MSCC Vs Harry Baldwin Occasionals 2019

MSCC Vs Harry Baldwin Occasionals 2019

New opponents are obviously tricky to predict; in terms of timekeeping, batting line up, bowling line up, as well as numbers of players. MSCC had welcomed HBO as opponents in 2018 for the first time, so we were unsure what to expect. What we did know was their team spirit and playing ethos is based on a love of the game. Last year’s match had been a close-run thing, ending in a draw. 

We also knew that Rob Masefield, their captain had lost eight consecutive tosses, (he asked, “what are the odds on that?” and I believe they are 1 in 128). 

So MSCC of course were very ready and expecting to bat first.  

Let me describe the Harry Baldwin Occasional innings. 

Predictably, (not much else was afterwards), a few of the visiting team were still on the motorway as the bell tolled. 

Alex Ooms was making his debut for MSCC and opened the bowling. It took him three balls to match that with his debut wicket, a well taken catch, low to his right by Tim Riley behind the stumps. 0-1. Tim Cranston’s competitive instinct kicked in, and very soon it was 0-2 as he took a simple C&B. Rob, whom we knew to be a useful batsman, looked comfortable until Alex managed a facsimile of Tim’s previous wicket and HBO were 23-3. 

It might have been fair to think at this moment that the chilly weather was not going to worry the fielding team for too long. But the visitors’ next two batsmen, Jones and Barr-Sin have obviously just negotiated the M40 and could obviously play a little. The former in particular was hitting the ball cleanly, and began to add an air of respectability to the scoreboard. However Middleton Stoney’s fielding was exceptional (especially Tim House who was impenetrable in the covers - Ed), and there was the sense that one of the partnership preferred chatting to batting as the bowling had been, and was to become, tight and challenging. 

Matt Dipple joined the attack, and the axis of the game was once again tilted. He bowled the hard-hitting Jones with movement off the seam, proceeded to clip three more of the bemused visitors (one to a fine reactive catch in the slips by Nick Moorman) and had his (probable) final ball to try to claim a fifer. Which he did. Convincingly. A guttural yelp of delight from Matt, and congratulations were very much in order. 

Harry Baldwin Occasional were in trouble, and the Middleton Stoney team were somewhat too openly preparing for either a welcome early tea, or an unwelcome early bat before the cake. Stuart Batts was thrown the ball to clean up the tail, with the visitors limping around 90 for 8. Tanvir Faysal, who had never recorded a 50 for the visitors looked uncomfortable for one ball on the day, popped one in the air, and was dropped…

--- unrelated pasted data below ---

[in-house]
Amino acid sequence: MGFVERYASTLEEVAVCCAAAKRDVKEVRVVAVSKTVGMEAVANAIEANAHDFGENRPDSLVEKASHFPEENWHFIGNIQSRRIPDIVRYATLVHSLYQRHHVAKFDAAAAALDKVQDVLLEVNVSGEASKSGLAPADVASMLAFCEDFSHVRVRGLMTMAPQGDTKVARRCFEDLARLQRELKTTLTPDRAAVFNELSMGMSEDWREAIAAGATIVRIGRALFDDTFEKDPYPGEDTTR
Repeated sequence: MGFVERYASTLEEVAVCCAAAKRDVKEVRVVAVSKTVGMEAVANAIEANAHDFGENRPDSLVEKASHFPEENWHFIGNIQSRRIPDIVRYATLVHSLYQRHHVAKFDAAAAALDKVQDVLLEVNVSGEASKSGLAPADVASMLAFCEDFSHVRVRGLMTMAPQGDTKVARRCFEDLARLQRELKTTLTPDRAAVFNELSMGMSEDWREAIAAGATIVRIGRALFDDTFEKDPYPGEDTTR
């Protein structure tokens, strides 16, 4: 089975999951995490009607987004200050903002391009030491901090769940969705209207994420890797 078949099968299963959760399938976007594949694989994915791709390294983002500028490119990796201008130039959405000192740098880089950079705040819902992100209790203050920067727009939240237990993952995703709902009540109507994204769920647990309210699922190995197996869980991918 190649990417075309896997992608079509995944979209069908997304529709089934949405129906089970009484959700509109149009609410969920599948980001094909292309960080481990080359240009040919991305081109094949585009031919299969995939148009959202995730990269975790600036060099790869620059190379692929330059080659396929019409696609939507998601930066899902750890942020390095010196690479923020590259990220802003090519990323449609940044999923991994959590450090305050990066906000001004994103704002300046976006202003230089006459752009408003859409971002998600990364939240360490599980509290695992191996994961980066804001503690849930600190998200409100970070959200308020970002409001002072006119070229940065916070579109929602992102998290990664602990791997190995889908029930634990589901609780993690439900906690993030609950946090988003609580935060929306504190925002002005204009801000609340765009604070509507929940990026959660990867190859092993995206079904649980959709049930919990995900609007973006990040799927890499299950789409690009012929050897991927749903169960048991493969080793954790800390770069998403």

While eschewing the club’s motto of “heroism without risk”, he gambled all, and then managed to steer, whilst accelerating, the team to a potentially worrying total of 163 all out, with his own contribution of 53. An impressive innings. The visitors now seemed to be the ones looking forward to tea. 

Karen has very kindly stepped in to take care of this most important part of the day, and once again did not let us down. Anyone who has yet to put their name down for a slice of this responsibility, (probably due to an allergy to washing up liquid, limited access to their kitchen or fear of competitive cake-making) can always ask Karen to represent them. 

Mark Ford Langstaff, playing his first game of the season and feeling behind in the run making stakes, went out with Howard Lancaster to chase what they might have once thought was going to be a sub-century total. However, the seed of an idea must have been planted in Mark’s mind, as about this time last year he had opened with Howard and gone on to record his debut MSCC century. 

They started well, and Howard’s ever-growing stature as an opening batsman was witnessed as he struck just about every  delivery mighty hard. The last one, so hard that the bowler could not get out of the way and Howard was caught and bowled. 

Jim Watson took up the position of number three, and again displayed a free-striking and aggressive style that had seen him notch up a very good 30+ last week. But he too perished soon after, allowing Tim House to enter the fray, fresh from a recent run-fest. When he fell, the third MSCC in single figures, there was a hint of that MSCC “creak” that we had hoped was a thing of the past. 

Mark was showing that in fact this is an easy game, and marched on forcefully to a 50. Tim Riley backed him up with his casual version of tip-and-walk, and very soon the skipper (who by the way had earlier only allowed himself one over in the day, again) decided to publish Mark’s score from the boundary. He needed 12 for a century, while MSCC only needed 11 to win… 

At this point, the visitors were still remarkably positive, and Rob Masefield was heard to utter “Baldies never say die, unless of course they are just about dead..” or words to that effect. 

Tim Riley kindly blocked out for a maiden, and the umpire (me) ungraciously called a no-ball. Mark needed to hit a six now for his hundred, as just the four were needed to win. But for the second week in a row, a home-side batsman perished in the 90’s (someone actually said “bottled”). Mark had driven the team to victory, but perished on the line attempting a six. 

Harry Baldwin Occasional will always be welcome guests, and we thank them for their spirit, humour and social awareness both on the pitch and in the bar.


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